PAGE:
- What is the History of Underfloor Heating?
- How does Underfloor Heating Work?
- What are the Main Categories of Underfloor Heating?
- What are important considerations when installing Underfloor Heating?
- When is a good time to install Underfloor Heating?
- What floor coverings should I have on my Underfloor Heating?
- What are Thermostats and smart heating controls?
- Contact Gregor about Underfloor Heating
Underfloor heating is not a new technology – there is archaeological evidence in Manchuria (north-eastern China) dated to 5200 B.C.E. of floors used for living being heated underneath by flues channelling the exhaust from fireplaces.
Around 500 B.C.E., the ancient Romans developed a system that works on much the same principles called hypocausts, whereby raised floors rest upon pillars called pilae stacks, between which the exhaust of furnaces circulates.
Underfloor heating has gained popularity in the UK over the last 10-15 years.
Water-based underfloor can connect to any heat source. A pipe is laid in the room at typically 150mm centres, and warm water is passed through the pipe when the thermostat calls for heat. A room may have several coils of pipe; and these are connected to a manifold, which has a flow and return connection for each pipe. When the thermostat for that room calls for heat, the actuator for that zone opens and allows the water through. The water is generally at 40-45 degrees C.
Underfloor heating systems generally work more efficiently than radiator systems due to the lower flow temperatures. The floor is the heat emitter; and as it has a very large surface area, it can work efficiently.
Historically, this was where underfloor gained popularity in the UK. The new build systems are very simple to install, and cost-effective. Generally people have underfloor installed on just the ground floor, and this is normally a SCREEDED system.
The main components of the screeded system are pipe, pipe clips, manifold with actuators, wiring centre, and thermostats. The pipe is clipped or stapled to the insulation; and then a wet or dry screed can be applied over the top. Most high-quality underfloor heating systems have screed drying settings, which slowly heat and dry the floor.
New Build Screed System
New Build First Floor Clippa Plate System
We can offer renovation products; and these typically offer two main benefits:
- High heat output
- Low height build up
These products can be either ‘wet’ or ‘dry’. We offer both. Renovation products are generally more expensive, due to a larger number of components.
Tri-panel Underfloor Heating System
Dry System – LoPro 10
These again are mainly fitted to the ground floor; but we can also advice on first-floor renovation products. These could be overlay systems or between-the-joists systems.
We only use quality products, and we ensure the underfloor heating system has been designed to fit the property. This means the correct amount of pipe per room, at the correct spacings, and the correct flow rate. This is set up on the flow setters, which are on the manifold. The energy going into the room is the flow rate multiplied by the difference between the flow and return temperatures of that room.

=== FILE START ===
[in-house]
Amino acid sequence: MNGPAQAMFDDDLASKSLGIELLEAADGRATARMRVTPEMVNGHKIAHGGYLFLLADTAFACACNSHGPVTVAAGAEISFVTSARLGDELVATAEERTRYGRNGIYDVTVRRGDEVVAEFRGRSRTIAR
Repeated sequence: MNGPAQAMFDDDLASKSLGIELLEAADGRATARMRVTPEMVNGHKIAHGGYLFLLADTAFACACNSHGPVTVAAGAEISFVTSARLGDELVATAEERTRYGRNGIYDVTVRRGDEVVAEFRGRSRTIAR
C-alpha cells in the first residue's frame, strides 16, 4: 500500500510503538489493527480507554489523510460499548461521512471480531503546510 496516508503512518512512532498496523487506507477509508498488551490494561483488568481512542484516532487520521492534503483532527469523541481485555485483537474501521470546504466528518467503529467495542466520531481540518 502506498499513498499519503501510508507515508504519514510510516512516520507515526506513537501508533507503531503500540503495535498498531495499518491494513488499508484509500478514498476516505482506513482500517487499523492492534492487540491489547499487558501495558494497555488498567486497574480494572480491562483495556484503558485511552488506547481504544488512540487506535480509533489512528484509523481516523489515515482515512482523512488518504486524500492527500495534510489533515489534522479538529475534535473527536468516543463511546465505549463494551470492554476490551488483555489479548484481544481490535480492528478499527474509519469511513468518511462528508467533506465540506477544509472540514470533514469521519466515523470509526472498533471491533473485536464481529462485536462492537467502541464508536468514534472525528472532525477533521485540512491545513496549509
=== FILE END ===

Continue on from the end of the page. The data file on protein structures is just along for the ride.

The design will give full tube layout drawings, manifold locations and sizes and also thermostat locations.
The manifold or manifold locations are important, as each room has run-back pipe to the manifold, and this should be minimised. You should also insulate the pipe in these runback areas, as you want the energy to enter the room and be controlled by the thermostat. The runback areas are generally hallways; and sometimes the pipes will need to be spaced closely in these areas. Again, using a design may suggest using a second or third manifold in different locations within the house.
Above each manifold will be a wiring centre; and this links the thermostats with the actuator. When the thermostat calls for heat, the wiring centre sends the electrical signal to open the actuator or switch.
Generally when the building is being built, or during a major renovation.
Ideally a conductive surface such as ceramic or polished concrete will give the best outputs.
The next best is engineered flooring such as oak (don’t use real wood flooring), and then Karndean and similar. When using Karndean and similar, make sure that floor sensors have been installed – this means the floor is protected and should it get too hot, it will shut the system down for that room.
If you want carpet, then you will need a special underlay with a low tog rating (typically 1.5). The use of carpeted flooring would mean that the system would have to work harder to drive the heat through the insulative underlay.
The thermostat is the brain behind the underfloor heating system, controlling when the heating switches on and off. We can offer a wide range of thermostats, from basic dials (bi-metallic strip type) to more sophisticated smart thermostats.
We generally use Heatmiser products, which are the market leaders for underfloor heating controls. We recommend hard-wired thermostats, but can also offer wireless battery-powered thermostats. Some of the new products can work with home automation systems, such as Apple Home kit.
Please call us for more information or to book an underfloor heating design appointment on 0117 935 2400. We look forward to discussing your underfloor heating needs with you and to being of service!